Colorado Archaeological Society
Pikes Peak Chapter
Colorado Springs, Colorado

Program

May 16, 2017

Solving Two Archaeological Mysteries: The Story of Identifying a Rare Artifact and Finding a 'Lost' Cliff Dwelling

Presented by Beth Sagstetter, Author of The Cliff Dwellings Speak


The Telluride Blanket
Photo copyright Telluride Historical
Museum

The Telluride Historical Museum had a problem. They had been gifted a Native American blanket from an estate. Now known as the Telluride Blanket, it had been accompanied by a blurry black-and-white photograph of a cliff dwelling and a newspaper article about the blanket’s discovery, dated 1896. Everyone assumed the blanket had been found in the pictured cliff dwelling. However, no living person had ever seen this cliff dwelling or had any clue where it might be located. Subsequently, all information about the blanket was misidentified: its age, fiber, and cultural affiliation. Come hear about Beth and Bill Sagstetter’s adventures searching remote, backcountry wilderness to find the “lost” cliff dwelling – and to solve the many mysteries surrounding this exceedingly rare artifact. (Hint: Thought to be a few hundred years old, the Sagstetters proved the one-of-a-kind Telluride Blanket is nearly 1,000 years old!)

About Beth Sagstetter

Beth Sagstetter, together with her late husband Bill, spent nearly 50 years exploring the cliff dwellings of the Greater American Southwest. This obsession resulted in five books and several television specials and films, one of which won an award at the Aspen Film Festival. Beth and Bill worked as a correspondent/photographer team at the Denver Post as well as for several national magazines. Their most well-known books are The Mining Camps Speak (focusing on the archaeology of ghost towns) and The Cliff Dwellings Speak (tips to understand cliff dwellings using observation techniques).


Join us for a free educational and entertaining evening:

  • Pre-meeting Dinner
  • (On your own)
  • Time: 5:30 PM
  • Panera Bread
  • 7344 North Academy Blvd
  • Colorado Springs
  • 719-522-1100

June 20, 2017

Ephemeral Bounty: Archaeology of the Ute Indians and their Final Years in Western Colorado

Presented by Curtis Martin, Principal Investigator for the Colorado Wickiup Project


Curtis Martin

Wondrous new things were coming into the lives of Native Americans with the arrival of European trade goods and horses. A golden era had come to the land and life was good – or so it seemed. Regrettably, it came with the high price of freedom. Colorado archaeologist Curtis Martin will present his talk on the Ute Indians, many of whom remained on their traditional homelands in western Colorado after their “final removal” to reservations in Utah in 1881. He will show images of some of the remaining wooden structures the Utes constructed throughout Colorado’s mountains and plateaus. Surviving structures include hundreds of brush wickiup shelters, tipi frames, tree platforms, and even caches of firewood. Along with these ephemeral features, some sites contain European trade goods such as metal arrowheads, tinklers, buttons, horse tack, and colorful glass beads. The presentation will include readings from Martin’s new book Ephemeral Bounty: Wickiups, Trade Goods, and the Final Years of the Autonomous Ute. Copies of the book are for sale, which he will be happy to sign.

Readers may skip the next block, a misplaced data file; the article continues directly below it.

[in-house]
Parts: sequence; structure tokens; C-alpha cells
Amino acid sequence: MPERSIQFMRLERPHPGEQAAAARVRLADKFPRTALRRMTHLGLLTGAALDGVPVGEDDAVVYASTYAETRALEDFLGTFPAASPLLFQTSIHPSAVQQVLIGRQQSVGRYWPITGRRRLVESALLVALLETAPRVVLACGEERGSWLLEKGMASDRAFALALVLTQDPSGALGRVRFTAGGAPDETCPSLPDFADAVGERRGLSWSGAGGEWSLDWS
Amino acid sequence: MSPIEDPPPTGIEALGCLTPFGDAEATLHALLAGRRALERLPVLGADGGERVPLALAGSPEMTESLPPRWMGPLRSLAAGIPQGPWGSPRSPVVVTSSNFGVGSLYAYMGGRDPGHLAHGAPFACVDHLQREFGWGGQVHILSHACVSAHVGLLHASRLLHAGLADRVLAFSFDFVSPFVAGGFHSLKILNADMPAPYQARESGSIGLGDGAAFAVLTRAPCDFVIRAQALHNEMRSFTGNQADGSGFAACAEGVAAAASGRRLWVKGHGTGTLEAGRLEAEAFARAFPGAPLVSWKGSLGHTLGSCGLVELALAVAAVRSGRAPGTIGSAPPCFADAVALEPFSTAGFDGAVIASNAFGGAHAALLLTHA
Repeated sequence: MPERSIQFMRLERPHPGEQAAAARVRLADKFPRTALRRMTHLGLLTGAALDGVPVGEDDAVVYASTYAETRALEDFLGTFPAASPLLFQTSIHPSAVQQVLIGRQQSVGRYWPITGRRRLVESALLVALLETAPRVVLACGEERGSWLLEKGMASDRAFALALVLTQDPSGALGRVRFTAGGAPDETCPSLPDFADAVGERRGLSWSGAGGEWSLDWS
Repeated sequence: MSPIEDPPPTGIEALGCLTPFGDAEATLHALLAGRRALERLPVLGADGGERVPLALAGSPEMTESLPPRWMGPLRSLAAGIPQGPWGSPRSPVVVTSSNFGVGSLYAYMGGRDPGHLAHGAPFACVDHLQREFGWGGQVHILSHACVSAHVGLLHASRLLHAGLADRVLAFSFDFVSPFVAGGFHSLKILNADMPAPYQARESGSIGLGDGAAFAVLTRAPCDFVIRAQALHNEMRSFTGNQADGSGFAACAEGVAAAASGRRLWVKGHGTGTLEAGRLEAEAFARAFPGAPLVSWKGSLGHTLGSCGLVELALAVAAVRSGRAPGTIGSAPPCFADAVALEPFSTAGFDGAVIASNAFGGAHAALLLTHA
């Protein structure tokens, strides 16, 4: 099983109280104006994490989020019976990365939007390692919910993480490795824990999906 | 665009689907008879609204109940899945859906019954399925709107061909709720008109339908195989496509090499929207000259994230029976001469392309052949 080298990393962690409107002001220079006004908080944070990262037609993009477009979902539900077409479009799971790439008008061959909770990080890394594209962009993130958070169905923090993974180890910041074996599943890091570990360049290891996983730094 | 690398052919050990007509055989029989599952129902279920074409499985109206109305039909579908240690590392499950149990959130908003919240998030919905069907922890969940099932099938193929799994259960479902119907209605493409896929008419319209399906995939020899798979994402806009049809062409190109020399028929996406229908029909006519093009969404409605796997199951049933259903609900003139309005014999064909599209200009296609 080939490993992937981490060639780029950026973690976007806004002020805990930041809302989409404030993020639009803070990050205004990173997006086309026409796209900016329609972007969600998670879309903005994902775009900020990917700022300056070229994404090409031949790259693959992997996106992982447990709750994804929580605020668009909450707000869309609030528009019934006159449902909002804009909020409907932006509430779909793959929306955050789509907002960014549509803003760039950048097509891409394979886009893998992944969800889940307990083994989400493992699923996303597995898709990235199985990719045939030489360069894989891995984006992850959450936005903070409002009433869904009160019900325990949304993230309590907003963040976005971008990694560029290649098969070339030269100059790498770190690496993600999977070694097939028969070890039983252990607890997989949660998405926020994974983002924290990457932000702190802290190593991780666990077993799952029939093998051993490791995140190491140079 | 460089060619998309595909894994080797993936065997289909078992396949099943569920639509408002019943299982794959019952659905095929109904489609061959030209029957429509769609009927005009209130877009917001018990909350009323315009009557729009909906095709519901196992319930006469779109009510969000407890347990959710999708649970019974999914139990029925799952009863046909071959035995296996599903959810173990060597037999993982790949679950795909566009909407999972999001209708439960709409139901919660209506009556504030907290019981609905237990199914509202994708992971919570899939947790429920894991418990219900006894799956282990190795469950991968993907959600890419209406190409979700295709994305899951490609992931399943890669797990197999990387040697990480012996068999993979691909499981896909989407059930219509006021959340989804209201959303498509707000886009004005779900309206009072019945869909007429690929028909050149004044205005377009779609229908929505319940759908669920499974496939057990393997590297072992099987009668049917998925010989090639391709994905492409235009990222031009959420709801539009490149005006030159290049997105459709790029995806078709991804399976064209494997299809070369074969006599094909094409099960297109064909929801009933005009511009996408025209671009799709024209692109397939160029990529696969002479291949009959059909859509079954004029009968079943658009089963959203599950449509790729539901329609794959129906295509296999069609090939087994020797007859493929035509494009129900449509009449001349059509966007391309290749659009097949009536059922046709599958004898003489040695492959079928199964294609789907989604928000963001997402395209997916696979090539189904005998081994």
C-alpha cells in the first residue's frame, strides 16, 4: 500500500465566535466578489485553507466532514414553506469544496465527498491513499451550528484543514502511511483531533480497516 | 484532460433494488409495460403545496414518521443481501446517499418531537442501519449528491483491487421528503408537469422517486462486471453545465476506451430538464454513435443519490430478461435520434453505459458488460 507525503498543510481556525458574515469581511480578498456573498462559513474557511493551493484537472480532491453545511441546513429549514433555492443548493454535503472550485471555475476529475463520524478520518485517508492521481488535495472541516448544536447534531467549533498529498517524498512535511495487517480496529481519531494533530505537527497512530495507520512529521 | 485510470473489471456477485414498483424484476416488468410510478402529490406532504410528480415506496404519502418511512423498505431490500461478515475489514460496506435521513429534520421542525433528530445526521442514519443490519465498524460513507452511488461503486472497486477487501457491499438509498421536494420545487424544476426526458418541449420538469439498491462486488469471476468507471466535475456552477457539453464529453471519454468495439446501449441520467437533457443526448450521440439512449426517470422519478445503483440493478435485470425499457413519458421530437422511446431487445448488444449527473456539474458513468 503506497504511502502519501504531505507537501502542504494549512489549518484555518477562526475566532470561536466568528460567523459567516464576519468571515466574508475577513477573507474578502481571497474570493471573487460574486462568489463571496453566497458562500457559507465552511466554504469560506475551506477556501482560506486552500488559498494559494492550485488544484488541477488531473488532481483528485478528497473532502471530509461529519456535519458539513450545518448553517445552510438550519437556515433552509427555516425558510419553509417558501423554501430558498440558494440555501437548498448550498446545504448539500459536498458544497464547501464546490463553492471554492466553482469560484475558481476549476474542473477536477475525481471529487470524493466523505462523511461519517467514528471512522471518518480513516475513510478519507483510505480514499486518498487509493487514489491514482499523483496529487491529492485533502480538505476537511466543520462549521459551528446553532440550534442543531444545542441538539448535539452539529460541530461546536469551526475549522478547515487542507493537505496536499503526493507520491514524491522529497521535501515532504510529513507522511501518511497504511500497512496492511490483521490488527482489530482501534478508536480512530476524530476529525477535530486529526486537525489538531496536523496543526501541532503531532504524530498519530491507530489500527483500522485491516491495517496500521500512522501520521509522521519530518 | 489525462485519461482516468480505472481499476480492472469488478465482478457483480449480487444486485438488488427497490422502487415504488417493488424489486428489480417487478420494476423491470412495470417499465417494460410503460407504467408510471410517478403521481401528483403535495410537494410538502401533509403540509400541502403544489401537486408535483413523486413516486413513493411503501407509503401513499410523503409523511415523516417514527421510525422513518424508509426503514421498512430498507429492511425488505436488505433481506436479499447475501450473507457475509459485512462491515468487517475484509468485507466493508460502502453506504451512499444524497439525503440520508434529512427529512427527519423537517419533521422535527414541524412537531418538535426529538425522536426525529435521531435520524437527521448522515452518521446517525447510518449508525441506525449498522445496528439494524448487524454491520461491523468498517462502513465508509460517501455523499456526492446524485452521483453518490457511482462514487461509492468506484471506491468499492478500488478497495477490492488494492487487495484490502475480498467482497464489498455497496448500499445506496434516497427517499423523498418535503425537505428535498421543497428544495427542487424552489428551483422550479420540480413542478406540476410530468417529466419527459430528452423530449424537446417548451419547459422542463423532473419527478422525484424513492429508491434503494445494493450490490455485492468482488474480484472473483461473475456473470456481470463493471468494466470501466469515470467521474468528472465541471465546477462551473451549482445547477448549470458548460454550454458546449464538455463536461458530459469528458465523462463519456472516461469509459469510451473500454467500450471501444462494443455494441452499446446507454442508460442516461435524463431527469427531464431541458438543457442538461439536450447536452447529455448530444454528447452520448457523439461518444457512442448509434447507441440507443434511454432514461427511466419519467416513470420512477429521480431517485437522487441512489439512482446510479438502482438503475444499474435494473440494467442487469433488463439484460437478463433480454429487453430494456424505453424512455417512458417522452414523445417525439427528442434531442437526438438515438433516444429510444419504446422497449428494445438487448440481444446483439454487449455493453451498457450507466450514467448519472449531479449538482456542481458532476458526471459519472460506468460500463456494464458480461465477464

About the presenter

Curtis Martin received his Master’s degree in anthropology from the University of Colorado in Boulder. Key achievements include directing the inventory of Ancestral Puebloan sites in Canyons of the Ancients National Monument and re-excavating and stabilizing Lowry Ruins near Mesa Verde. Martin has worked as an archaeologist for the Colorado State Highway Department, the Museum of Northern Arizona, and a series of private cultural resource management firms throughout the West. He currently conducts archaeological contracts through Grand River Institute, is Principal Investigator for the ongoing Colorado Wickiup Project, and teaches “Field Methods in Archaeology” at Colorado Mesa University. The Colorado Wickiup Project has received the Colorado Governor’s Award for Historic Preservation and, this year, Martin was awarded the Museums of the West Heritage Archaeology Award.